Eddie Jones insists England are negotiating an inevitable slump where the "game does not love you" after France handed Ireland the Six Nations rugby title by prevailing 22-16 over his team in Paris.

England surrendered the crown they have held for the past two years with a second successive defeat, a fortnight after falling to Scotland. Yesterday's result, following Ireland's 28-8 win over the Scots in Dublin, secured the title for Ireland, who will chase a Grand Slam at Twickenham.

The breakdown, exposed at Murrayfield, was a fault line once more but even more alarming were the 16 penalties that saw them whistled out of contention by South African referee Jaco Peyper.

"It's just a tough period for us. We are always going to go through this at some stage," England boss Jones said. "Any team that is developing, as we are, goes through tough periods where the game does not love you.


"If the game loves us, then we might have won against France, but we didn't get bounce of ball, we didn't get the 50/50 decisions and we are in the losers' chair and it is not a very happy place."

It was the third defeat of Jones' 27 tests in charge and the Australian called for a sense of perspective while England address their slump.

"I don't think we should get too carried away or too melodramatic about where we are," he said. "We are a rugby team and no rugby team has an aura of invincibility about them.

"Every team is fallible and every team has a weakness and certain strengths and, at the moment, teams are outplaying us in certain areas of the game and we have to learn from it."

Maxime Machenaud converted four penalties and replacement first five-eighth Lionel Beauxis added another for the French, who were awarded a penalty try to break a 9-9 deadlock in the 49th minute.

It was the Tricolors' first win over England in four years in the championship, and a welcome respite. Just last month, they had gone eight matches without a win.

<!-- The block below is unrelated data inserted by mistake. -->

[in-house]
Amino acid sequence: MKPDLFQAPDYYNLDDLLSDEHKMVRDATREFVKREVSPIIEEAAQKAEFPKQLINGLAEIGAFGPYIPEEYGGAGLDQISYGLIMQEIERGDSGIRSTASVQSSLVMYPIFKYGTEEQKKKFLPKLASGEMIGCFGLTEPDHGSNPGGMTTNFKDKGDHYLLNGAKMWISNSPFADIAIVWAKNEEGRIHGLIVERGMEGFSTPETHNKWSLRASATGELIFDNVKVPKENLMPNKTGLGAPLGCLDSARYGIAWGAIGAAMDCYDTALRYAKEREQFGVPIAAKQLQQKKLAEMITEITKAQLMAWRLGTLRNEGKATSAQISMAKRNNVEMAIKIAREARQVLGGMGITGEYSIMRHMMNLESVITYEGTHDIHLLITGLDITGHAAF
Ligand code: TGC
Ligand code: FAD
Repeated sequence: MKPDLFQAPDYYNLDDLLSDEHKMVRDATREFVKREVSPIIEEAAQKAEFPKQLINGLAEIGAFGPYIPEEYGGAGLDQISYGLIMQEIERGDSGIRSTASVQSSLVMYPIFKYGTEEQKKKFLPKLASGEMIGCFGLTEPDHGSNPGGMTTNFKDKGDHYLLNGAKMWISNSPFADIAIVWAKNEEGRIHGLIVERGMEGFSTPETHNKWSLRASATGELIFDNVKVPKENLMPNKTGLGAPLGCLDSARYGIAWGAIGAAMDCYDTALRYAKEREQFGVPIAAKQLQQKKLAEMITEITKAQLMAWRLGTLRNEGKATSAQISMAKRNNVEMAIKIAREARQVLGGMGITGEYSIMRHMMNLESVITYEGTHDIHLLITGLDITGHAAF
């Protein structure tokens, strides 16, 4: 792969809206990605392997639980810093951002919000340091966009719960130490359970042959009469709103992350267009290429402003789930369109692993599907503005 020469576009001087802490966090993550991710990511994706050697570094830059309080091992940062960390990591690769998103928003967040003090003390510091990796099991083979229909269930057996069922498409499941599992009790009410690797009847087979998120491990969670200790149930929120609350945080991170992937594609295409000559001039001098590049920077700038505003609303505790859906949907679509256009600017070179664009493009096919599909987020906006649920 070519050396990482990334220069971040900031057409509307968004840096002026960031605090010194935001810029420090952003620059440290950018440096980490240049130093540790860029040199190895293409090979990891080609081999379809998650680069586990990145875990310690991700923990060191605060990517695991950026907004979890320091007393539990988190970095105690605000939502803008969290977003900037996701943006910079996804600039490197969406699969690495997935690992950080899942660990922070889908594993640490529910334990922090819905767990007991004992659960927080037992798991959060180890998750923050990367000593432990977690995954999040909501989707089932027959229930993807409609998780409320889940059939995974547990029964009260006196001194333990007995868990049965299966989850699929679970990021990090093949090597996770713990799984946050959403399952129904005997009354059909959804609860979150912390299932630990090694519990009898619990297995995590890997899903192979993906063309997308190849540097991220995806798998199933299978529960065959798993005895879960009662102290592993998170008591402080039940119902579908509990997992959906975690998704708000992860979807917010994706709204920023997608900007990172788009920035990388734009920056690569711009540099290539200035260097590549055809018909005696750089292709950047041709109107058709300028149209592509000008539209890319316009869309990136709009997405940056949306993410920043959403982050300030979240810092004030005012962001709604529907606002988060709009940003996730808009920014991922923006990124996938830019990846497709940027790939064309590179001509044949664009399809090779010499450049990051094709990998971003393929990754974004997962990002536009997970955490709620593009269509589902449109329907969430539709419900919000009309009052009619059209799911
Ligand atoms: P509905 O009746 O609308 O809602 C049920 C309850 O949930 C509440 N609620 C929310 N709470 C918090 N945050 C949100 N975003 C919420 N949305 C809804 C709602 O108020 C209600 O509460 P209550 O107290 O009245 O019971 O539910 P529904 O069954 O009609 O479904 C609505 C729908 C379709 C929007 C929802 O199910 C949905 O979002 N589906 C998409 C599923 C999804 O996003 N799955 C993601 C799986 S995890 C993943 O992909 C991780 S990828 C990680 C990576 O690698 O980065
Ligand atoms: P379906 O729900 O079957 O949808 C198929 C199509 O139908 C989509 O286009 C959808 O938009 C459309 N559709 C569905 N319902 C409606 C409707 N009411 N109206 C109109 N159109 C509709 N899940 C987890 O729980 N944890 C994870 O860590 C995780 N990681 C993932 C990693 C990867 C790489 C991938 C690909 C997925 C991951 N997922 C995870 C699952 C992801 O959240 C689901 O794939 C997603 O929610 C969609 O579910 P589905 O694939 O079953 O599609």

"I wanted the team to be close to the best during the tournament," France coach Jacques Brunel said. "We came close against Ireland, and this time, things turned out well for us. On both occasions, we were there."

The Grand Slam is on for Ireland on St Patrick's Day. The Irish stayed undefeated with a four-try bonus point at Lansdowne Road. It is Ireland's third championship in five years.

But the bigger prize would be beating England next Sunday (NZT) for Ireland to earn only a third Grand Slam, beside those in 1948 and 2009.

"We're going to have to save the best for last, and that's what it's going to take to win everything next week," Ireland captain Rory Best said.

"Everyone knows the size of the challenge. They haven't lost at Twickenham under Eddie Jones."

Scotland had their chances but weren't as accurate, and butchered at least two tries.

The bonus-point fourth try came with 11 minutes to go, when hooker Sean Cronin, only three minutes after replacing Best, dived over from the back of a rolling maul.

"We've a lot of big leaders," Best said. "At times when we were under pressure and they were trying to play chaotic rugby, we were able to get a breath back and get control through the spine of our team."

- AP